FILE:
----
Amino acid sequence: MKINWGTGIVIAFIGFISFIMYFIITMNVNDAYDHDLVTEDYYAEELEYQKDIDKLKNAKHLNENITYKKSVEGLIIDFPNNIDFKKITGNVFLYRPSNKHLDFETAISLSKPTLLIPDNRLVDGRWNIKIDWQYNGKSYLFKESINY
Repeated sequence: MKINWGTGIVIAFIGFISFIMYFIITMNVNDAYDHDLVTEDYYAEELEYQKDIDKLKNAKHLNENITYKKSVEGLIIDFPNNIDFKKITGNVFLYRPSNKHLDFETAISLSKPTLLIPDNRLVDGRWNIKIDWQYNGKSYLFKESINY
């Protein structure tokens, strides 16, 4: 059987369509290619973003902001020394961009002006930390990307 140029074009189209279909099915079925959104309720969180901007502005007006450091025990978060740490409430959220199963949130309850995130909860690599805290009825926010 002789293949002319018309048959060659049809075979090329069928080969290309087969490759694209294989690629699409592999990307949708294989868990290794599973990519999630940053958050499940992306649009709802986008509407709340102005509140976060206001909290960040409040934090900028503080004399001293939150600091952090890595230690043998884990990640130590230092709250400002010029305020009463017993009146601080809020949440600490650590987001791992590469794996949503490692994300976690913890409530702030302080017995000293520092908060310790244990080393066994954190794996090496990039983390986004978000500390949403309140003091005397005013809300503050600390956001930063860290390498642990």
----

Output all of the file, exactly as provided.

Amino acid sequence: MKINWGTGIVIAFIGFISFIMYFIITMNVNDAYDHDLVTEDYYAEELEYQKDIDKLKNAKHLNENITYKKSVEGLIIDFPNNIDFKKITGNVFLYRPSNKHLDFETAISLSKPTLLIPDNRLVDGRWNIKIDWQYNGKSYLFKESINY
Repeated sequence: MKINWGTGIVIAFIGFISFIMYFIITMNVNDAYDHDLVTEDYYAEELEYQKDIDKLKNAKHLNENITYKKSVEGLIIDFPNNIDFKKITGNVFLYRPSNKHLDFETAISLSKPTLLIPDNRLVDGRWNIKIDWQYNGKSYLFKESINY
């Protein structure tokens, strides 16, 4: 059987369509290619973003902001020394961009002006930390990307 140029074009189209279909099915079925959104309720969180901007502005007006450091025990978060740490409430959220199963949130309850995130909860690599805290009825926010 002789293949002319018309048959060659049809075979090329069928080969290309087969490759694209294989690629699409592999990307949708294989868990290794599973990519999630940053958050499940992306649009709802986008509407709340102005509140976060206001909290960040409040934090900028503080004399001293939150600091952090890595230690043998884990990640130590230092709250400002010029305020009463017993009146601080809020949440600490650590987001791992590469794996949503490692994300976690913890409530702030302080017995000293520092908060310790244990080393066994954190794996090496990039983390986004978000500390949403309140003091005397005013809300503050600390956001930063860290390498642990």